Summit County: Boarding to take a break from cancer
Ryan Summerlin February 13, 2013
Life changed quickly for Breckenridge resident Todd Franzen in November of 2009. Diagnosed with Hodgkin’s lymphoma, he began treatment, which included multiple rounds of chemotherapy and, eventually, a stem cell transplant.
During that time, Franzen was able to use snowboarding as an escape from the difficulties of his cancer treatment. Two years later, his good friend and snowboarding buddy David Tuck received a sobering diagnosis of his own – pancreatic cancer.
It wasn’t long before the spark of an idea took hold. Was there a way to use the passion and energy of snowboarding to help other cancer patients like themselves? They decided there was and with the help of friend Mike Daniel, Strap in for Life was born.
Tuck had worked before with a Florida-based organization called Grind for Life, which pairs cancer patients with skateboarding. Now he wanted to do the same, but with snow. Initially, the three considered a partnership with Grind for Life, but due to various legal and geographical reasons, it didn’t work out.
“It became pretty evident that we needed to do our own thing,” Franzen said.
After more than a year of talking about it, they finally took the first step with Strap in for Life, setting up a website and Facebook page in November of 2012 and starting the process for becoming a 501(c)3 nonprofit organization.
“Our mission is to help cancer patients enjoy the spirit of snowboarding and beyond,” Franzen said.
He, Tuck and Daniel have a lot of ideas about how to do this. One thing they want to do is to bring cancer patients and their families out to see snowboarding and snowsports events, like the
X Games and Dew Tour, and eventually events that Strap in for Life would put on. They’re also very interested in working to get the cancer patients out on the slopes themselves, depending, of course, on the physical strength and feasibility of each individual.
“The goal is to get them into seeing what the spirit of snowboarding is about,” Franzen said. “If we can get them on the hill, even better.”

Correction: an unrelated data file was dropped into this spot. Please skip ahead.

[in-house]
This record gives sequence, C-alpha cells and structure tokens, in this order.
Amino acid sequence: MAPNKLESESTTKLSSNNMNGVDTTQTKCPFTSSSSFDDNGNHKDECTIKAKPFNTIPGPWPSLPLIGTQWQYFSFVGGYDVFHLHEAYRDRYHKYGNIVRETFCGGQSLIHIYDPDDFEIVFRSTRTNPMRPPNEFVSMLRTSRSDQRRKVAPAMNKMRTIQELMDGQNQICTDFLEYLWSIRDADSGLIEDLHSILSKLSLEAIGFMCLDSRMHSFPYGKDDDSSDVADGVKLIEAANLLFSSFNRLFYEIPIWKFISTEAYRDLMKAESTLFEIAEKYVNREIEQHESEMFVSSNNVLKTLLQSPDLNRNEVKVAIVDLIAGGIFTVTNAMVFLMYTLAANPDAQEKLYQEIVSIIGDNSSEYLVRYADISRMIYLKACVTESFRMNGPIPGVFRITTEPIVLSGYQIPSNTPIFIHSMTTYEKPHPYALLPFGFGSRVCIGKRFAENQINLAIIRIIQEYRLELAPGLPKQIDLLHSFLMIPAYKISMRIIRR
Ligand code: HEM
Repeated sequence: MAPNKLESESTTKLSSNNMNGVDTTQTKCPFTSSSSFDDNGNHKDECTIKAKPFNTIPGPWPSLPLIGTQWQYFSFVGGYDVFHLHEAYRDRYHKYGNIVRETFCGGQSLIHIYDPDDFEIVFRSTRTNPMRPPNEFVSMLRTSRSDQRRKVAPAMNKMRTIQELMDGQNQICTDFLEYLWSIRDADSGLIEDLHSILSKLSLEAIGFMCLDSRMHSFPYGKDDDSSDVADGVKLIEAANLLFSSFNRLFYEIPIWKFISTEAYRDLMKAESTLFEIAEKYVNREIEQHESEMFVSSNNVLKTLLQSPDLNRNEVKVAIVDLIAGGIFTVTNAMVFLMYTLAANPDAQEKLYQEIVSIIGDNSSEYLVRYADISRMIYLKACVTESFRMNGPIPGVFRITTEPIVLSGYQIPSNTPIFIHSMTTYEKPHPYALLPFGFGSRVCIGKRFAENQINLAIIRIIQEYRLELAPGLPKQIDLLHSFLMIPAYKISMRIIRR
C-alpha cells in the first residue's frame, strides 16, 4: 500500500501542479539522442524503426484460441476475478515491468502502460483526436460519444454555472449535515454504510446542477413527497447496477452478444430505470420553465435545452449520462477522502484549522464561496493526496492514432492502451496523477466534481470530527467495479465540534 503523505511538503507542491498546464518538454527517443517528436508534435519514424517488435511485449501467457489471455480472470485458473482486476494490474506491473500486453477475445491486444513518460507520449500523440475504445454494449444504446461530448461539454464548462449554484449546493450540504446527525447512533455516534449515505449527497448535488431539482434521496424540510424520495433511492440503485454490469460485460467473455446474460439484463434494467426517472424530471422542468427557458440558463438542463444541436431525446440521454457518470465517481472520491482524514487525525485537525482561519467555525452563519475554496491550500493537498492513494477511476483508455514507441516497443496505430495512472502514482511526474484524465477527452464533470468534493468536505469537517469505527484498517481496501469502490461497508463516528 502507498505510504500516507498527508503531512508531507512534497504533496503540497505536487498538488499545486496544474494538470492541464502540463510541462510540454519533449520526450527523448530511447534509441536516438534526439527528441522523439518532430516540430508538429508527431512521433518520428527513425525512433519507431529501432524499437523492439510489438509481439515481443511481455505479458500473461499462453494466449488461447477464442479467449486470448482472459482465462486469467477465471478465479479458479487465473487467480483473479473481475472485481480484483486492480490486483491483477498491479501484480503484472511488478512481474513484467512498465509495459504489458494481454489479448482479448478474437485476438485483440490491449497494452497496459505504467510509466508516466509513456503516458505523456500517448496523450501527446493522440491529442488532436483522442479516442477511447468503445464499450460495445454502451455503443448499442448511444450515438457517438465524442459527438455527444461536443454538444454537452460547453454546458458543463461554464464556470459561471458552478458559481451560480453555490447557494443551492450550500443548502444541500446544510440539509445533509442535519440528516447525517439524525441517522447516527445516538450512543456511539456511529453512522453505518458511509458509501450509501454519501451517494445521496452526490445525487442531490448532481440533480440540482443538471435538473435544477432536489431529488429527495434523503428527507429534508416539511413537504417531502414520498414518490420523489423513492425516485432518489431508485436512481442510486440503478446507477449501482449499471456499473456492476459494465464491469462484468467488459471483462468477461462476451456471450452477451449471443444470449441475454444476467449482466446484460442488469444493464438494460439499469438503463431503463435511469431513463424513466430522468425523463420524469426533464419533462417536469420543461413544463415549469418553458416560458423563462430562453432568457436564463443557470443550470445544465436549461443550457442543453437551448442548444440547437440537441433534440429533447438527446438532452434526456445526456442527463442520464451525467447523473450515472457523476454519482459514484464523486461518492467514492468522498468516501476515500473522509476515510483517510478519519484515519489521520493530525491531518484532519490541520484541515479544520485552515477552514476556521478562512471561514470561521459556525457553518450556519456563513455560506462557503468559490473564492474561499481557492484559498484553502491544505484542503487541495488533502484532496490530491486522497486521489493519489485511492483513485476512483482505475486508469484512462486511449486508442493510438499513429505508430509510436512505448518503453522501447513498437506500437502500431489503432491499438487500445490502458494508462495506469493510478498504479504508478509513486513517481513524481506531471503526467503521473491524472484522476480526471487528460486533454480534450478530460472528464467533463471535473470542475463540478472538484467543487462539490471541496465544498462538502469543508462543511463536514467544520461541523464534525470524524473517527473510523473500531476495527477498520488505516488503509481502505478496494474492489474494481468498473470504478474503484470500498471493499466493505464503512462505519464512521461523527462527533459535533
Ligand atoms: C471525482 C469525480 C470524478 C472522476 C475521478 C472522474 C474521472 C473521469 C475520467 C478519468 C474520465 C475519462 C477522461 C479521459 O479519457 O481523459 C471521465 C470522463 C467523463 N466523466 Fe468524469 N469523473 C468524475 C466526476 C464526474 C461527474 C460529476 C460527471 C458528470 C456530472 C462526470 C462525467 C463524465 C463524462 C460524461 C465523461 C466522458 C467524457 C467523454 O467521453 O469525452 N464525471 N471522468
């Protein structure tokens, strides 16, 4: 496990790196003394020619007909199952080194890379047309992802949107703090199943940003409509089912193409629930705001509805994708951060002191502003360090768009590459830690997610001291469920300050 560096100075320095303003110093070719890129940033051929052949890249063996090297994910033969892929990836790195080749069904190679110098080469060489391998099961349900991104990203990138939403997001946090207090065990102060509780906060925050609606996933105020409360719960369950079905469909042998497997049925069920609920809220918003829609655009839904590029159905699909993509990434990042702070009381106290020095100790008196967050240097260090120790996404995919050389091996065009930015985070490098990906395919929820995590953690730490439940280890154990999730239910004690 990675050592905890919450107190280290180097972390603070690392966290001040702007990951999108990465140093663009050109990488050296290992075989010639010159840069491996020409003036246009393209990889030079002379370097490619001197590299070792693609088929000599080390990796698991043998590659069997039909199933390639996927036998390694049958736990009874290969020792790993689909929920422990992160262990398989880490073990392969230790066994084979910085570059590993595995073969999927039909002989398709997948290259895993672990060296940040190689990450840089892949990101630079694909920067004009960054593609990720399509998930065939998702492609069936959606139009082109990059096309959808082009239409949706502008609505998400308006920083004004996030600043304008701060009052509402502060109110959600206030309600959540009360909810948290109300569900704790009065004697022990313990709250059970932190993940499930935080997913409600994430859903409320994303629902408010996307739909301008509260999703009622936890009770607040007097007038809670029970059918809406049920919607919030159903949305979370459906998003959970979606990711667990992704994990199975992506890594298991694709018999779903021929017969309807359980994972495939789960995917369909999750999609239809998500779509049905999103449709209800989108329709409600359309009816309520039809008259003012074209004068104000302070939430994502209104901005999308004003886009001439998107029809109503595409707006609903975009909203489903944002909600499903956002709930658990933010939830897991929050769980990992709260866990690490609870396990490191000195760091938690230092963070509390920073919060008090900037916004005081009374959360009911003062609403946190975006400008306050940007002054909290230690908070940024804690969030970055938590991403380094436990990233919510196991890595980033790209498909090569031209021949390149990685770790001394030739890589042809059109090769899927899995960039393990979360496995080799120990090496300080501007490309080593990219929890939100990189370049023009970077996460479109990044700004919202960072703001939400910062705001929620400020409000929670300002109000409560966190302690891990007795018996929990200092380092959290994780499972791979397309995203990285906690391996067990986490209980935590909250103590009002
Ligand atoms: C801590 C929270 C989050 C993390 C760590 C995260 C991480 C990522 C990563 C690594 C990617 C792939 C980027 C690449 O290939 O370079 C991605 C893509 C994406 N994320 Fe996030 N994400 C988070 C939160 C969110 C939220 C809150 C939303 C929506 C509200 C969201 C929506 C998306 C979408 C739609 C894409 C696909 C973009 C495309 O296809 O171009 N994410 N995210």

“Our goal is to provide an outlet,” Daniel added in an email. “We want to create an opportunity for these patients to escape their reality and experience what we all know and love, snowboarding and the mountains.”
Although he is currently undergoing a challenging treatment regimen, Tuck still finds time to go ride the slopes now and again. Franzen, now two-and-a-half years in remission, still remembers how important those runs were when he was undergoing chemo.
“It wasn’t a lot, but it was like the one spot where I was able to not think about my treatment. It was my own spot,” Franzen said. “It was a break from the daily work, the daily grind of going through treatment.”
Though he has not personally experienced cancer, Daniel said that he believes snowboarding is a way to uplift and inspire those who are going through it.
“The mountains and snowboarding have always been a place for myself, as well as Todd and Dave, to lose ourselves,” Daniel said. “There are so many great aspects of snowboarding, from the vast mountains and landscapes, to the people you meet. Everyone is connected by a similar passion. We hope to share that passion with people struggling and fighting cancer and allow them to be inspired as we all are through snowboarding and its culture.”
As they wait for their 501(c)3 application and paperwork to go through, Tuck, Franzen and Daniel are working to spread the word about what they want to do and get people involved.
Community was what got the three of them together in the first place. Franzen and his brother had always been involved in the skateboarding community in Breckenridge, even building ramps in front of their house and creating a place for enthusiasts to gather. When Tuck moved to Breckenridge from Michigan, he met Franzen through skateboarding. Daniel met the two of them through friends when he moved to Breckenridge in 1977. Though both Tuck and Daniel eventually moved away, all three have kept in close contact.
Franzen also felt the support of the Breckenridge community when he was diagnosed in 2009. A benefit for him yielded more than 400 people.
“The community came together for me. It was awesome,” Franzen said. He hopes to keep the community involved in Strap in for Life’s efforts. “I want to keep the community up to date about it. We want people to be involved with it from the beginning.”
The three unveiled Strap in for Life during the most recent Dew Tour, where they said they did well. 365 Boarding, an apparel company based in Denver, is sponsoring a party Friday at Liquid Lounge, with Strap in for Life as the beneficiary. The event will feature snowboarding movies, drinks, raffles and giveaways, asking for a donation at the door.
“We have two goals – to raise as much money as possible for Strap in for Life, as well as promoting 365 Boarding,” said 365 Boarding founder and owner Heather Hakes. “We want to have a positive impact on the community.”
There’s still a lot changing in Franzen’s life these days, but this time it’s all positive.
“Change is good,” he said. “Change is real good now.”